I’m renaming this summer, “The Summer of Jam.” Before June, I’d never thought to make the fruit spread before. That’s what grocery stores are for, right? Fast-forward two months, and I’ve helped make hundreds of gallons of jam at work. I was surprised by how simple the process was but how versatile and flavorful the outcome is. It was sometime during my fifth batch of jam when I was standing over a kettle of 200°F fruit that I thought, “Why don’t I do this at home?”
Before throwing fruit to pot, we need to understand the science behind jam*. Jamming is essentially a well choreographed dance between pectin, sugar, and water. In order to create that lovely jam texture, you need to create a network of pectin. Unfortunately, pectin is high-maintenence. It’ll only bond with itself, if the conditions are exactly right. It’s like how Barbara Streisand will only give an interview, if there are rose petals floating in water nearby. High-maintenence.
Similar to Babs’ roses, the pectin inside fruit is suspended in water. In this environment, pectin actually repels itself.
We need something that will pull the water away from our finicky pectin. Enter sugar.
In the presence of sugar, water ditches pectin and clings to sugar. Now that pectin is all alone, it’ll start bonding with itself right?? Not quiet. Pectin needs one final nudge in the jam direction. That nudge comes in the form of acid, in our case, lemon juice. The acidity in lemon juice gives pectin the final push it needs to finally bond with itself and thicken our jam.
We’ve given pectin the diva treatment it demanded, and it’s forming the perfect pectin network, but there is still one final problem. The sugar we used to draw water away from the pectin pulled too much water out of the fruit, and now it’s thinning out our jam. How do you get rid of excess water? Heat! Boil out the water on the stove, and you’re left with a delicious homemade jam that’ll trump anything you’d find at the grocery store.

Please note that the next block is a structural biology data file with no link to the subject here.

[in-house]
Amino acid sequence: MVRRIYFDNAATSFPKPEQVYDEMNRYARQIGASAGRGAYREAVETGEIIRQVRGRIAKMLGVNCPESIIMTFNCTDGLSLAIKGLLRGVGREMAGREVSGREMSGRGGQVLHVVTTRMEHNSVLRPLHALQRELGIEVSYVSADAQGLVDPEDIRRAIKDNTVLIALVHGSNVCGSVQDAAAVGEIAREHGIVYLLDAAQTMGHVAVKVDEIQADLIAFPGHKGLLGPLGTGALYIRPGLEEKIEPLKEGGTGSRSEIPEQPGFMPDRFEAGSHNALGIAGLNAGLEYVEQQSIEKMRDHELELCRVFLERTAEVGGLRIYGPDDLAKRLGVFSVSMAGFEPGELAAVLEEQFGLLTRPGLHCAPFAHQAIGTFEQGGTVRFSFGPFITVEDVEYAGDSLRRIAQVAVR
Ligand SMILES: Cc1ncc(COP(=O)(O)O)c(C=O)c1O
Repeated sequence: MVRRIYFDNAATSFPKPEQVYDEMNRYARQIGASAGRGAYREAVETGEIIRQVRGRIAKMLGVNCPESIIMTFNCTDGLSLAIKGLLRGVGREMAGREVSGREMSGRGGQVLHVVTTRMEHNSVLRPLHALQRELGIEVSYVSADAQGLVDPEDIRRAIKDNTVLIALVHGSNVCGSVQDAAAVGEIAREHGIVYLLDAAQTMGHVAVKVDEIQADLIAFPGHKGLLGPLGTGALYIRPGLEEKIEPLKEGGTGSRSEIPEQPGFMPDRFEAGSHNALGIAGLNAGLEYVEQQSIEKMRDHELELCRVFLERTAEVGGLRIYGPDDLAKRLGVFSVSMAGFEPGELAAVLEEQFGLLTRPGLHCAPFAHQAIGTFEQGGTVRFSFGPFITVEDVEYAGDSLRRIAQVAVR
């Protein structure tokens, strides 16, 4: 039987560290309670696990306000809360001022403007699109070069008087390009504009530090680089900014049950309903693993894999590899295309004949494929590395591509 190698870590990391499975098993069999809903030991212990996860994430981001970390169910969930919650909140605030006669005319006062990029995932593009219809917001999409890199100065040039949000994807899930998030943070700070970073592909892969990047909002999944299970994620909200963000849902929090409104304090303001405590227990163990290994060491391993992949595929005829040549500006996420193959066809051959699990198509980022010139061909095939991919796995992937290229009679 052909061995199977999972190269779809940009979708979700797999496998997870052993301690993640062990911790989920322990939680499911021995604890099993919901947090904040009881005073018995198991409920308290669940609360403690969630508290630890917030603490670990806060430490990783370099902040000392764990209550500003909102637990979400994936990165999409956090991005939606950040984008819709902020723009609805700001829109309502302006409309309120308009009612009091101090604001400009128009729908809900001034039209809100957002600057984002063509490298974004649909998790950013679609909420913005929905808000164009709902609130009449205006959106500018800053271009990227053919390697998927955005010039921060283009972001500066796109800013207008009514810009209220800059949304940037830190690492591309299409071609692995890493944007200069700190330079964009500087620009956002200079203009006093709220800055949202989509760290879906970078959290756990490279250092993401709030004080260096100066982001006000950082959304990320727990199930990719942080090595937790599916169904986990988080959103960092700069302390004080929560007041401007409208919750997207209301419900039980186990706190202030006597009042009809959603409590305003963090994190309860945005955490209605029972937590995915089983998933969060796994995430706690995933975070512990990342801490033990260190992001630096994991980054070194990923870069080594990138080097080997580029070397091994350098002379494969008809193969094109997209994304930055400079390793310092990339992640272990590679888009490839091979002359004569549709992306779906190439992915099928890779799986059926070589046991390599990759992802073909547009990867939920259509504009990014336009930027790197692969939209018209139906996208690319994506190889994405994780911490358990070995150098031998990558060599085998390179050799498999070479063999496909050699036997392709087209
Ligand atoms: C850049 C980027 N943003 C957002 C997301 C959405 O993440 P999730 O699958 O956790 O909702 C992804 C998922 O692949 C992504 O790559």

Once you have these basic principles down, you can make countless combinations of jam flavors. On my first go, I kept it simple: strawberry jam with a hefty dose of lemon. It’s seductively sweet yet subtly tart. I schmear it on everything: toast, bagels. I even used it as a layer in a strawberry shortcake recipe. I’m slightly obsessed. At this point, “The Summer of Jam” may very well turn into “The Fall of Jam.”
Happy Schmearing— I mean—Sifting!
*Personal Admission #25: I never liked chemistry in school, but now I’m a big ole pastry nerd. How can you not be?! It’s science you can eat!
- 2 pints fresh strawberries
- 4-5 Tbs. lemon juice, about 2 lemons
- 4 1/2 cups sugar
- Place 5 metal spoons on a plate in the freezer.
- Remove stems and cut the strawberries in half.
- Combine strawberries with sugar, 4 tablespoons lemon juice, and squeezed lemon rinds in a large bowl. Allow the strawberries to release their juices and moisten the sugar, about 10-15 minutes.
- Transfer strawberry mixture into a large pot with tall sides. Cook on medium-high heat, stirring regularly, until sugar dissolves and starts to boil, about 10 minutes.
- Once at a boil, the strawberries with start to produce a large amount of foam. Continue to cook on medium-high, stirring gently. The foam will subside after about 10 minutes. Remove the foam from the surface with a ladle and discard.
- Taste the jam to determine if it needs more lemon juice. I like my jam on the tart side, so I threw in another tablespoon. This
- step, of course, is optional and depends on the quality of your strawberries.
- Allow jam to cook until the boil starts to slow and the edges begin to shine, about 10 more minutes.
- Remove jam from heat. Take a spoon from the freezer and scoop out a small amount of jam. Return the spoon to the freezer for 5 minutes.
- If the jam on the spoon is set after 5 minutes, then your jam is ready. The jam is set when it slowly runs off the spoon when tilted. I look for a pancake syrup consistency. If it's too runny, return to the stove and cook for another 5 minutes, and then test again. Repeat this process until the jam is set. It's important to remove the jam from the stove, when doing the frozen spoon test. It will prevent you from over cooking the strawberries and ending up with a hard jello-like jam.
- Transfer strawberry jam to an opened quart container and allow to cool on the counter before moving it to the fridge/spreading it on everything you eat.